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It would be a grave error of judgment to look at former Lok Sabha Speaker and NCP leader P A Sangma as a wild card entry in the presidential sweepstakes. Although his name was proposed by two chief ministers, AIADMK supremo J Jayalalithaa of Tamil Nadu and BJD chief Naveen Patnaik of Odisha, who are neither part of the ruling UPA or the opposition NDA, nor have the numbers individually or together to get anyone elected as the next President of India, Sangma's candidature is not as frivolous as it seems. It's part of a carefully thought-out strategy by a group of regional satraps, some of whom are yet to reveal their hand, to manoeuvre a non-Congress, non-BJP nominee into Rashtrapati Bhavan.
The game has just begun and its contours will unfold as the date for filing of nominations draws closer in the third week of June. What is clear is that Sangma's entry has raised the stakes, turning the 2012 Presidential race from a routine exercise, held once in five years, into a trigger for a political realignment that will set the stage for the next Lok Sabha polls.
Sangma undoubtedly has the potential to upset the Congress party's apple cart as it struggles for numbers to get a President of its choice elected. The dice is loaded in his favour. Sangma is from the Northeast, a tribal and a Christian. Rashtrapati Bhavan has never had an incumbent from any of these social groups. In addition, he had an impressive stint as chief minister of Meghalaya in 1988 and won accolades from the entire political spectrum for his performance as Lok Sabha Speaker during the brief tenure of the United Front government in 1996. And to top it all, he is just 65, which would not only make him the country's youngest President ever if elected, but also lower the age bar in a field dominated by geriatrics.
The Congress is certainly rattled. This was evident from the alacrity with which it unleashed its hounds, led by its once most prominent tribal face, Ajit Jogi. He lashed out at Sangma for "playing into the hands of communal forces" and derided him for lobbying for the "high office of President". Interestingly, Jogi was flanked at his press conference by other tribal leaders of the Congress including a couple of MPs from the Northeast, which only underlined his party's desperation to blunt the Sangma challenge.
Congress conspiracy theorists believe that it's no coincidence that two CMs from outside the UPA have chosen to prop up a leader from Sharad Pawar's NCP, which is a partner in the Manmohan Singh government. It could well be part of a proxy battle by regional leaders within the UPA to squeeze the Congress, weakened by scams and allegations of non-performance, into ceding ruling space. They are convinced that Jayalalithaa and Patnaik, both of who are known to be close to Pawar, would have sounded him out informally before throwing their weight behind a member of his party. Certainly, the two CMs have much to lose politically if the move boomerangs and Pawar hits back at them. So far, although the NCP has distanced itself from Sangma, it has only spoken through its second rung leaders. Pawar himself is silent while letting stories abound that he has ticked Sangma off and warned the latter's daughter Agatha, a Union minister for state in the UPA government, not to canvass for her father. Congress strategists are on tenterhooks as they try to read the mind of a man who is known as a formidable political player.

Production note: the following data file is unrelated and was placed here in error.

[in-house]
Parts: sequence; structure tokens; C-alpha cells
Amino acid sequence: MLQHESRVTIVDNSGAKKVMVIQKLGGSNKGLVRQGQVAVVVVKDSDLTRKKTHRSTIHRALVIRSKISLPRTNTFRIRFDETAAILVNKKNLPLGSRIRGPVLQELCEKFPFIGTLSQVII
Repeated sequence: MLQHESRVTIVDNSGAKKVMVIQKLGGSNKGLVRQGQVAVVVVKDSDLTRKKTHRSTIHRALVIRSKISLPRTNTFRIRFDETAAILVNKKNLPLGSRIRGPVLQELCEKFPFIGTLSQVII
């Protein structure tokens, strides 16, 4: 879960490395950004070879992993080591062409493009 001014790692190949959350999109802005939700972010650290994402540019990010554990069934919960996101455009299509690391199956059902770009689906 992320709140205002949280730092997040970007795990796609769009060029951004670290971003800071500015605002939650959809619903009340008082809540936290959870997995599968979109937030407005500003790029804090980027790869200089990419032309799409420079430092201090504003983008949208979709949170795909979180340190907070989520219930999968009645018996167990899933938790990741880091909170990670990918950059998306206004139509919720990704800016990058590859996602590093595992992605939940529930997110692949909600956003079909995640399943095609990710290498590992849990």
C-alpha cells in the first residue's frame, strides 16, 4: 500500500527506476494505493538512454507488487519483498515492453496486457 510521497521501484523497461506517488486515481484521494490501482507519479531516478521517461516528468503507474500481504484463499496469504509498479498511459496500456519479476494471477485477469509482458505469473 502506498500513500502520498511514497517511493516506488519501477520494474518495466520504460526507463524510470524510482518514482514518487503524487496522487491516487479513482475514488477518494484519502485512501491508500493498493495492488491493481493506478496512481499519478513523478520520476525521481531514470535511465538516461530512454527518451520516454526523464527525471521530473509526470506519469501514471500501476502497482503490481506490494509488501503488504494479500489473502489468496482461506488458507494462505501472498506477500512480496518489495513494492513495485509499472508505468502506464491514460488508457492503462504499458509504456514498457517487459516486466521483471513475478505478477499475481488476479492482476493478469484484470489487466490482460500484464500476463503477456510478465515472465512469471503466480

Equally difficult to read is SP chief Mulayam Singh Yadav, who after his party's stupendous victory in Uttar Pradesh, has emerged as a critical element in the presidential contest because of his vote strength. The Congress was positively obsequious in the way it wooed him at the third anniversary celebratory dinner at PM Manmohan Singh's residence. The SP chief graciously refrained from offending his hosts when questioned by the media on the presidential election. But those who read his lips were struck by how little he gave away about his intentions. Except for declining to support a non-political person (read Vice-President Hamid Ansari, a former bureaucrat), he did not reveal any other card he may hold.
It would be naive for Congress to take Mulayam for granted in this high stakes game. The SP leader sent out a warning to this effect by getting his cousin, Ram Gopal Yadav, to attack the UPA government the day after the dinner. It was a declaration of independence in case his presence on the dais was interpreted as a signal that he was ready to sign on the dotted line.
Pessimists in the Congress are quick to recall Sonia's humiliation in 1999 when she tried and failed to form an alternative government after bringing down the Vajpayee government 13 months after it was sworn in. The main players then, they point out darkly, were the same trio of Jayalalithaa, Mulayam and Pawar.
Of course, this is 2012, not 1999, and both Sonia and the Congress are much wiser after that experience. Still, they know that they have to bargain hard with regional leaders inside and outside the UPA to get the numbers for victory this time. It has to be a two-pronged strategy. One is to keep the UPA united to consolidate the 42 per cent vote of the alliance in the electoral college that elects the President. The other is to scout for support among three groups - the SP, the BSP and the Left - to make up the shortfall of 8 per cent.
Someone likened the presidential election to a poker game. It requires nerves of steel to play and win. The Sangma move is merely an opening gambit. The real action will come later. As has happened at least twice before, today's frontrunners may fall by the wayside in the last laps and a dark horse may emerge. Any bets on who will be the winner?
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